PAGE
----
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### Fundamentals Of Physics

Book edition 10th Edition
Author(s) David Halliday
Pages 1328 pages
ISBN 9781118230718

# Figure 29-89 is an idealized schematic drawing of a rail gun. Projectile P sits between two wide rails of circular cross section; a source of current sends current through the rails and through the(conducting) projectile (a fuse is not used). (a) Let w be the distance between the rails, R the radius of each rail, and i the current. Show that the force on the projectile is directed to the right along the rails and is given approximately by $\stackrel{\mathbf{\to }}{\mathbf{F}}{\mathbf{=}}\frac{{\mathbf{i}}^{\mathbf{2}}{\mathbf{\mu }}_{\mathbf{0}}}{\mathbf{2}\mathbf{\pi }}{\mathbf{·}}{\mathbit{l}}{\mathbit{n}}\left(\frac{w+R}{R}\right)$(b) If the projectile starts from the left end of the rails at rest, find the speed v at which it is expelled at the right. Assume that I = 450 kA, w = 12 mm, R = 6.7 cm, L = 4.0 m, and the projectile mass is 10 g.

1. Force on the projectile is, $\stackrel{\to }{F}=\frac{{i}^{2}{\mu }_{0}}{2\pi }·\mathrm{ln}\left(\frac{w+R}{R}\right)\stackrel{^}{i}$
2. Speed of the projectile is, ${v}_{final}=2.3×{10}^{3}\text{m/s}$
See the step by step solution

## Step 1: Identification of the given data

1. Radius of circular cross-section of the rail is, $R=6.7 \text{cm}=6.7×{10}^{-2} \text{m}$.
2. Distance between the rails is, $w=12.0 \text{mm}=12×{10}^{-3} \text{m}$.
3. Length of the rail is, $L=4.0 \text{m}$.
4. Current through the rail is, $i=450×{10}^{3} \text{A}$.
5. Mass of the projectile is, $m=10 \text{g}=10×{10}^{-3} \text{kg}$.

## Step 2: Understanding the concept

As the projectile is moving in the presence of magnetic field due to the two rails (1 and 2), it is also carrying current. So small current element of projectile will experience force due to both rails.Net force on current element (${\mathbit{i}}{\mathbit{d}}\stackrel{\mathbf{\to }}{\mathbf{l}}$) will be the vector sum of individual forces due to rail 1 and 2.

Formula:

1. Force acing on current element kept in magnetic field, ${\mathbit{d}}\stackrel{\mathbf{\to }}{\mathbf{F}}{\mathbf{=}}{\mathbit{i}}\left(d\stackrel{\to }{l}×\stackrel{\to }{B}\right)$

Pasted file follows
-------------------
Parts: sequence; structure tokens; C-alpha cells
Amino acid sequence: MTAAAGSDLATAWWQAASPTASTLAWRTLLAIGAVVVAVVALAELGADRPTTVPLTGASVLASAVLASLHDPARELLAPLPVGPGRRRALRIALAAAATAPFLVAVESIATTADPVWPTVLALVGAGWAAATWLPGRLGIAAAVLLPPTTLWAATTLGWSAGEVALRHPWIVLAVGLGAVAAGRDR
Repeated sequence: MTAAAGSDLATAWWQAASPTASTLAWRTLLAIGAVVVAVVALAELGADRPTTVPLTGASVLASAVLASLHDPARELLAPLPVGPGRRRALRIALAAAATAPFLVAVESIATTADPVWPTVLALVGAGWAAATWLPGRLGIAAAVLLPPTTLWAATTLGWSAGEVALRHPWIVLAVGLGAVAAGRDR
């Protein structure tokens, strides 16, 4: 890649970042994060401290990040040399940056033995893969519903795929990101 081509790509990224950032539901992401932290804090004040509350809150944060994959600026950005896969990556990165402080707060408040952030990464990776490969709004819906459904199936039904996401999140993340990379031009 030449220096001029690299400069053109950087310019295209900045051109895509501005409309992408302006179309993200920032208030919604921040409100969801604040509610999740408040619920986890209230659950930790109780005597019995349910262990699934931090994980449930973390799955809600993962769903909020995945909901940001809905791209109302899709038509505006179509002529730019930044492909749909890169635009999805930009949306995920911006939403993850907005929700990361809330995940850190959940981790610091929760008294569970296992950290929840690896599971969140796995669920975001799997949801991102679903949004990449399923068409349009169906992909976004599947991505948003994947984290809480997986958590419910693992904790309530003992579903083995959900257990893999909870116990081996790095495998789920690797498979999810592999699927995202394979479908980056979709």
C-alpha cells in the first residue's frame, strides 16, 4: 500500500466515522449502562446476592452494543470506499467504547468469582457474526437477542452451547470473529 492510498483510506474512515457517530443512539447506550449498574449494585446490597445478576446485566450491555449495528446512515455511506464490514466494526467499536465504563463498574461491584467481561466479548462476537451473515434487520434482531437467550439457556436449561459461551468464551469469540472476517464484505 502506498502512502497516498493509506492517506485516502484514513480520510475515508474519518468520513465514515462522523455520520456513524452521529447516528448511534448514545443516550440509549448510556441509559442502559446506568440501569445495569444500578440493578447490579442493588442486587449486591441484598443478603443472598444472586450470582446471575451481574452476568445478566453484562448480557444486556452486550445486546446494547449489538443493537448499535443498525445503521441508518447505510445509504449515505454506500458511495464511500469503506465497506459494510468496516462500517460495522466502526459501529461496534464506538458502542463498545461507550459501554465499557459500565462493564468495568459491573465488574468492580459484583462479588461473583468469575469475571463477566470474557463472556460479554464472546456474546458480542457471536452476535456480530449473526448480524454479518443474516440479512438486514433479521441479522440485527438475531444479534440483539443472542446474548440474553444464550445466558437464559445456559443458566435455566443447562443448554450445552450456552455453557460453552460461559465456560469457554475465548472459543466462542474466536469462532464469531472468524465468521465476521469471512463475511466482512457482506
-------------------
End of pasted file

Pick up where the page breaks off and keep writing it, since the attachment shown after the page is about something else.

2. Magnetic field due to long wire carrying current i , at distance r is

## Step 3: (a) Calculate force on the projectile

Consider a portion of projectile between $y&y+dy$ .We can find magnetic force on this segment due to both rails (1 and 2)

The net force on the segment is $\stackrel{\to }{F}=d\stackrel{\to }{{F}_{1}}+d\stackrel{\to }{{F}_{2}}$ , where $d\stackrel{\to }{{F}_{1}}$ and $d\stackrel{\to }{{F}_{2}}$ are the forces on portion of projectile due to rail 1 and 2 respectively.

$d\stackrel{\to }{F}=d\stackrel{\to }{{F}_{1}}+d\stackrel{\to }{{F}_{2}}=i\left(d\stackrel{\to }{l}×\stackrel{\to }{{B}_{1}}\right)+i\left(d\stackrel{\to }{l}×\stackrel{\to }{{B}_{2}}\right)$

We can find $B$ field due to rail 1 at distance $\left(2R+w-y\right)$ from the center of rail 1.We can use Ampere law for this, then we get

${B}_{1}=\frac{{\mu }_{0}i}{2\pi \left(2R+w-y\right)}\left(-\stackrel{^}{k}\right)$

Similarly, B field due to rail 2 at distance $\left(y\right)$ from the center of rail 2, is

${B}_{2}=\frac{{\mu }_{0}i}{2\pi y}\left(-\stackrel{^}{k}\right)$

And $d\stackrel{\to }{l}=-dy\cdot \stackrel{^}{j}$ using this we get

$\begin{array}{c}\mathrm{d}\stackrel{\to }{\mathrm{F}}=\mathrm{d}\stackrel{\to }{{\mathrm{F}}_{1}}+\mathrm{d}\stackrel{\to }{{\mathrm{F}}_{2}}\\ \mathrm{d}\stackrel{\to }{\mathrm{F}}=\mathrm{i}\left(\mathrm{dy}\cdot \left(-\stackrel{^}{\mathrm{j}}\right)×\frac{{\mathrm{\mu }}_{0}\mathrm{i}}{2\mathrm{\pi }\left(2\mathrm{R}+\mathrm{w}-\mathrm{y}\right)}\left(-\stackrel{^}{\mathrm{k}}\right)\right)+\mathrm{i}\left(\mathrm{dy}\cdot \left(-\stackrel{^}{\mathrm{j}}\right)×\frac{{\mathrm{\mu }}_{0}\mathrm{i}}{2\mathrm{\pi y}}\left(-\stackrel{^}{\mathrm{k}}\right)\right)\text{}\end{array}$